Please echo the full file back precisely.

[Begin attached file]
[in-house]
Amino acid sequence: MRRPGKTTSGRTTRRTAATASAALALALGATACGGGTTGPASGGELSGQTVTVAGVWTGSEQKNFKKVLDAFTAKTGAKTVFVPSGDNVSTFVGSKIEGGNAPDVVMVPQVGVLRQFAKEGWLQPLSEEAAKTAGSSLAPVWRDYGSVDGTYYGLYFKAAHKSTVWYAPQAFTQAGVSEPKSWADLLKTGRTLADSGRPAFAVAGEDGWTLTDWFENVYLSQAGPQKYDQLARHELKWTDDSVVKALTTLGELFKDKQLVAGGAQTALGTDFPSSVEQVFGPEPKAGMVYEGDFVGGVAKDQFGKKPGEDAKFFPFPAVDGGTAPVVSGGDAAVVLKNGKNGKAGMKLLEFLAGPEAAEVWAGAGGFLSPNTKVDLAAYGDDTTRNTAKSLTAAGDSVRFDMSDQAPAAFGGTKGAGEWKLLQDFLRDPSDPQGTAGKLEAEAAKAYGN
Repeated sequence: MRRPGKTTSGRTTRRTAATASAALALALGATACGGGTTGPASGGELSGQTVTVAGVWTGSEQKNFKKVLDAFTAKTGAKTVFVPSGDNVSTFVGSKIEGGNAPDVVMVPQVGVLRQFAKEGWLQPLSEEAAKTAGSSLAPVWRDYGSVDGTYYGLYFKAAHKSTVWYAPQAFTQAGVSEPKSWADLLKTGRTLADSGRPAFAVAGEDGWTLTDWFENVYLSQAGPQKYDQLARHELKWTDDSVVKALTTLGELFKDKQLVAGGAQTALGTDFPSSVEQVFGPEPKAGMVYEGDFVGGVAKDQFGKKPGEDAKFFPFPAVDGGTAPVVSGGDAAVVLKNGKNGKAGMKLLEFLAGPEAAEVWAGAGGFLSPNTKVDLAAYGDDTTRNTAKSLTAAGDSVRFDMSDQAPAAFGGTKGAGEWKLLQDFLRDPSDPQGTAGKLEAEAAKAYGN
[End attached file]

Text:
[in-house]
Amino acid sequence: MRRPGKTTSGRTTRRTAATASAALALALGATACGGGTTGPASGGELSGQTVTVAGVWTGSEQKNFKKVLDAFTAKTGAKTVFVPSGDNVSTFVGSKIEGGNAPDVVMVPQVGVLRQFAKEGWLQPLSEEAAKTAGSSLAPVWRDYGSVDGTYYGLYFKAAHKSTVWYAPQAFTQAGVSEPKSWADLLKTGRTLADSGRPAFAVAGEDGWTLTDWFENVYLSQAGPQKYDQLARHELKWTDDSVVKALTTLGELFKDKQLVAGGAQTALGTDFPSSVEQVFGPEPKAGMVYEGDFVGGVAKDQFGKKPGEDAKFFPFPAVDGGTAPVVSGGDAAVVLKNGKNGKAGMKLLEFLAGPEAAEVWAGAGGFLSPNTKVDLAAYGDDTTRNTAKSLTAAGDSVRFDMSDQAPAAFGGTKGAGEWKLLQDFLRDPSDPQGTAGKLEAEAAKAYGN
Repeated sequence: MRRPGKTTSGRTTRRTAATASAALALALGATACGGGTTGPASGGELSGQTVTVAGVWTGSEQKNFKKVLDAFTAKTGAKTVFVPSGDNVSTFVGSKIEGGNAPDVVMVPQVGVLRQFAKEGWLQPLSEEAAKTAGSSLAPVWRDYGSVDGTYYGLYFKAAHKSTVWYAPQAFTQAGVSEPKSWADLLKTGRTLADSGRPAFAVAGEDGWTLTDWFENVYLSQAGPQKYDQLARHELKWTDDSVVKALTTLGELFKDKQLVAGGAQTALGTDFPSSVEQVFGPEPKAGMVYEGDFVGGVAKDQFGKKPGEDAKFFPFPAVDGGTAPVVSGGDAAVVLKNGKNGKAGMKLLEFLAGPEAAEVWAGAGGFLSPNTKVDLAAYGDDTTRNTAKSLTAAGDSVRFDMSDQAPAAFGGTKGAGEWKLLQDFLRDPSDPQGTAGKLEAEAAKAYGN